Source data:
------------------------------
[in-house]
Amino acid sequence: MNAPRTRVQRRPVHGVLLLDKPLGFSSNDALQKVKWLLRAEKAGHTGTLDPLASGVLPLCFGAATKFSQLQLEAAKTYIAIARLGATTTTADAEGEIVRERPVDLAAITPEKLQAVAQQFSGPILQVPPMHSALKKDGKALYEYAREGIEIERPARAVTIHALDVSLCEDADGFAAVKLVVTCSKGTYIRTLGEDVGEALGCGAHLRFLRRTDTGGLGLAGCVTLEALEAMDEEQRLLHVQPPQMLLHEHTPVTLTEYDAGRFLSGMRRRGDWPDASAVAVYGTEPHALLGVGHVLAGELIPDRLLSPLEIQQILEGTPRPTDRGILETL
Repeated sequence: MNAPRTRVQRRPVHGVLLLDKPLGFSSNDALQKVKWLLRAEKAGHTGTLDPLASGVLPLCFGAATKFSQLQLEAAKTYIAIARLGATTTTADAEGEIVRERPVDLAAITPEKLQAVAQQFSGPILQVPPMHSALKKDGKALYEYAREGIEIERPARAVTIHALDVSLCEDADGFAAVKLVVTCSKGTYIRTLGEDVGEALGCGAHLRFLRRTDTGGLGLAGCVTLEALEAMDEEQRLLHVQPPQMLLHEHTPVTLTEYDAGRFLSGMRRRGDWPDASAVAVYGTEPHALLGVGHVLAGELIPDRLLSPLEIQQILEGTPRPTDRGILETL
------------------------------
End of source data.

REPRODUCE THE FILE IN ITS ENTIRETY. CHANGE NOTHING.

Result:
[in-house]
Amino acid sequence: MNAPRTRVQRRPVHGVLLLDKPLGFSSNDALQKVKWLLRAEKAGHTGTLDPLASGVLPLCFGAATKFSQLQLEAAKTYIAIARLGATTTTADAEGEIVRERPVDLAAITPEKLQAVAQQFSGPILQVPPMHSALKKDGKALYEYAREGIEIERPARAVTIHALDVSLCEDADGFAAVKLVVTCSKGTYIRTLGEDVGEALGCGAHLRFLRRTDTGGLGLAGCVTLEALEAMDEEQRLLHVQPPQMLLHEHTPVTLTEYDAGRFLSGMRRRGDWPDASAVAVYGTEPHALLGVGHVLAGELIPDRLLSPLEIQQILEGTPRPTDRGILETL
Repeated sequence: MNAPRTRVQRRPVHGVLLLDKPLGFSSNDALQKVKWLLRAEKAGHTGTLDPLASGVLPLCFGAATKFSQLQLEAAKTYIAIARLGATTTTADAEGEIVRERPVDLAAITPEKLQAVAQQFSGPILQVPPMHSALKKDGKALYEYAREGIEIERPARAVTIHALDVSLCEDADGFAAVKLVVTCSKGTYIRTLGEDVGEALGCGAHLRFLRRTDTGGLGLAGCVTLEALEAMDEEQRLLHVQPPQMLLHEHTPVTLTEYDAGRFLSGMRRRGDWPDASAVAVYGTEPHALLGVGHVLAGELIPDRLLSPLEIQQILEGTPRPTDRGILETL